Norman Baker: I do not disagree with the hon. Lady’s direction of travel, or with the fact that we can learn from Scotland and Wales. Devolution in the UK over the past 10 years has been successful in allowing diversity to provide different solutions that can subsequently be rolled out more widely. The option for the devolved Administrations to devise their own solutions is better, for example, than imposing the poll tax, which was a way of rolling out trial solutions in times gone by.

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If more public money is to be spent on our behalf by the third sector, on public or quasi-public services, it will be important to examine the accountability of the sector to ensure that the money is being well spent. There is a tension between the handing over of powers and moneys under a devolutionary arrangement to escape the heavy hand of local or central Government and ensuring that the money is well spent. Local government is subject to considerable controls, as it should be, to ensure that the money is properly spent. An audit process exists, as well as targets. There are too many targets at present, but the Government are now abolishing some of them. There is also the Standards Board for England, and a range of other processes to ensure that local government acts properly in carrying out its statutory functions.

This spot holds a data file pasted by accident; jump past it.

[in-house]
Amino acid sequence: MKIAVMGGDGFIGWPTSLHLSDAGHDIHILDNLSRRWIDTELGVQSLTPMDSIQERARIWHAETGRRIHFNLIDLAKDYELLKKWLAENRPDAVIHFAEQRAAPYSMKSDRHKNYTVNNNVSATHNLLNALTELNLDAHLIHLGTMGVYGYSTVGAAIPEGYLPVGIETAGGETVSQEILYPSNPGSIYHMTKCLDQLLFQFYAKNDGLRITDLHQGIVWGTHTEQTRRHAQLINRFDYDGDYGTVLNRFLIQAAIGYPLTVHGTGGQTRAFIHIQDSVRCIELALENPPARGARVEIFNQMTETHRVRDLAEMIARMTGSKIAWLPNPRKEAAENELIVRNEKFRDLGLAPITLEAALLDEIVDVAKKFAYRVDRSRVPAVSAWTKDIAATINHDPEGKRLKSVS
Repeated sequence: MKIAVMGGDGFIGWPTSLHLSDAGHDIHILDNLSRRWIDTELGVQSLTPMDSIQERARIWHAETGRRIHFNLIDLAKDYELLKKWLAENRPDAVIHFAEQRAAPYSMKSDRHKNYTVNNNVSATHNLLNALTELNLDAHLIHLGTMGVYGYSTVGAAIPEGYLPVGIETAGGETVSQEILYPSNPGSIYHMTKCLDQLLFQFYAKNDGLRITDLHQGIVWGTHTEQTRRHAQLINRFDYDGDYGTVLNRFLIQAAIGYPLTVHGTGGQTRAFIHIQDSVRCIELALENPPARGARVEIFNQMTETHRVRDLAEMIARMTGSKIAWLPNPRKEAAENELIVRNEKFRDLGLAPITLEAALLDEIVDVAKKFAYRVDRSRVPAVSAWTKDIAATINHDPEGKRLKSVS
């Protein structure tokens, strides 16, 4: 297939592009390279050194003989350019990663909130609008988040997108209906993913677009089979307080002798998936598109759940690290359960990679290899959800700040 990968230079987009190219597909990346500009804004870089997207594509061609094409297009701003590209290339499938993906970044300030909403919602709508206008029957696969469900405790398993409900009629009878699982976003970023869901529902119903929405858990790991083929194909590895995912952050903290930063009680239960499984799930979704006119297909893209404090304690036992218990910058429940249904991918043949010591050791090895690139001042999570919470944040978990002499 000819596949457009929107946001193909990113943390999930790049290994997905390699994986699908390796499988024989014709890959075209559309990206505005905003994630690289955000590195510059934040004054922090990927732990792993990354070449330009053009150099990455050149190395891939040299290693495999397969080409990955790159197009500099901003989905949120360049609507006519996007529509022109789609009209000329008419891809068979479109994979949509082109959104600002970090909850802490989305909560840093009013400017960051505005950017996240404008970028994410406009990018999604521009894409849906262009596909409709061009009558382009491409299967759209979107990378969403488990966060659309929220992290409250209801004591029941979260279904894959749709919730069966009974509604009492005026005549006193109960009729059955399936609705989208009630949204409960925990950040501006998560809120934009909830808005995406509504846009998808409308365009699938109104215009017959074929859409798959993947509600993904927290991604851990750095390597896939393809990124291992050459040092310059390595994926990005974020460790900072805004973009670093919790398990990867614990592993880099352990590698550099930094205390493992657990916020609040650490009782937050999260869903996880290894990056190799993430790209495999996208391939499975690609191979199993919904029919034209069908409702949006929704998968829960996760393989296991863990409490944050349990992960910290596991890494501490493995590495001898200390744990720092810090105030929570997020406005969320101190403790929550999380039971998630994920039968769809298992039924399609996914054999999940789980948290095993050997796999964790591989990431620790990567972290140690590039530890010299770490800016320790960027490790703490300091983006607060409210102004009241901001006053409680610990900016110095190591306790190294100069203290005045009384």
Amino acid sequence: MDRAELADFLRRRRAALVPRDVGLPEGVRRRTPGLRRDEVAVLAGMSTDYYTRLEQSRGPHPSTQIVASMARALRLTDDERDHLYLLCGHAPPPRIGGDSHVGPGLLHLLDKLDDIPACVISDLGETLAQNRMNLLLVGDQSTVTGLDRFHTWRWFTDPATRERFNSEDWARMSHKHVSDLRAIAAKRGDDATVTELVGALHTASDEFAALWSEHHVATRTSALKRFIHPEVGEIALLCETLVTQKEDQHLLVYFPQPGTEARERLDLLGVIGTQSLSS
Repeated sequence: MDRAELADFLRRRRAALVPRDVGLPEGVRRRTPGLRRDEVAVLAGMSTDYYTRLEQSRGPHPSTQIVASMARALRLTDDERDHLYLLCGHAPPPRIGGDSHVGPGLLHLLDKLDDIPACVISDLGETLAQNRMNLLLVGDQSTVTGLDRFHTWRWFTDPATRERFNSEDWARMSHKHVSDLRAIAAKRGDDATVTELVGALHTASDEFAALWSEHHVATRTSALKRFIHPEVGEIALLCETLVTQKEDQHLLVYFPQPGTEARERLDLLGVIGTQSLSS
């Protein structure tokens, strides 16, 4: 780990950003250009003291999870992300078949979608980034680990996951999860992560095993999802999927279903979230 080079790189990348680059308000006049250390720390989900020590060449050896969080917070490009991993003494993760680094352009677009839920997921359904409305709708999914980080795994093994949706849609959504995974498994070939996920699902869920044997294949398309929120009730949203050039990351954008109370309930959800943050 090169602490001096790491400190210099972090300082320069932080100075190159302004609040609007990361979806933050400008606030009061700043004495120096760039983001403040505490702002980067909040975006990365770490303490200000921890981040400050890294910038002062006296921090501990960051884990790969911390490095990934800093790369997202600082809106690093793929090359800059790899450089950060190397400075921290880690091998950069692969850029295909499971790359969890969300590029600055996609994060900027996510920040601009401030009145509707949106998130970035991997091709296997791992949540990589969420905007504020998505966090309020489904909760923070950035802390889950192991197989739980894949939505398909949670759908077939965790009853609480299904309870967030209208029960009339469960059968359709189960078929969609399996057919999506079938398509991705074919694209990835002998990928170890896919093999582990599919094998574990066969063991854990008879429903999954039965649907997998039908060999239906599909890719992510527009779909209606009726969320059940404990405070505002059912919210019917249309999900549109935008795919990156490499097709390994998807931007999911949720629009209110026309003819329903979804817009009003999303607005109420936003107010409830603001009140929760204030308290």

Those standards are not applied to the third sector in the same way, and I am not suggesting that they should be. That would be too bureaucratic. We should, however, flag up the fact that the devolution of more services and money to the third sector could produce problems. They might be rare and sporadic, but I have no wish to see the third sector compromised, or to see confidence in the sector shaken. We need to examine the system of accountability that applies to such arrangements.

One method of accountability might involve a Select Committee on the third sector. I think that policy has been advanced by the Conservatives in the book by the right hon. Member for Chingford and Woodford Green (Mr. Duncan Smith), and it has some merit. The Government’s view, as I understand it, is that the Public Administration Committee is the appropriate body to analyse how the third sector is delivering services. On balance, I think that that view is probably right because it is sensible to look at the delivery of those services as one cohesive unit rather than separating them off, which would result in the cross-referencing that we would have under a separate Committee. Nevertheless, the issue needs further consideration.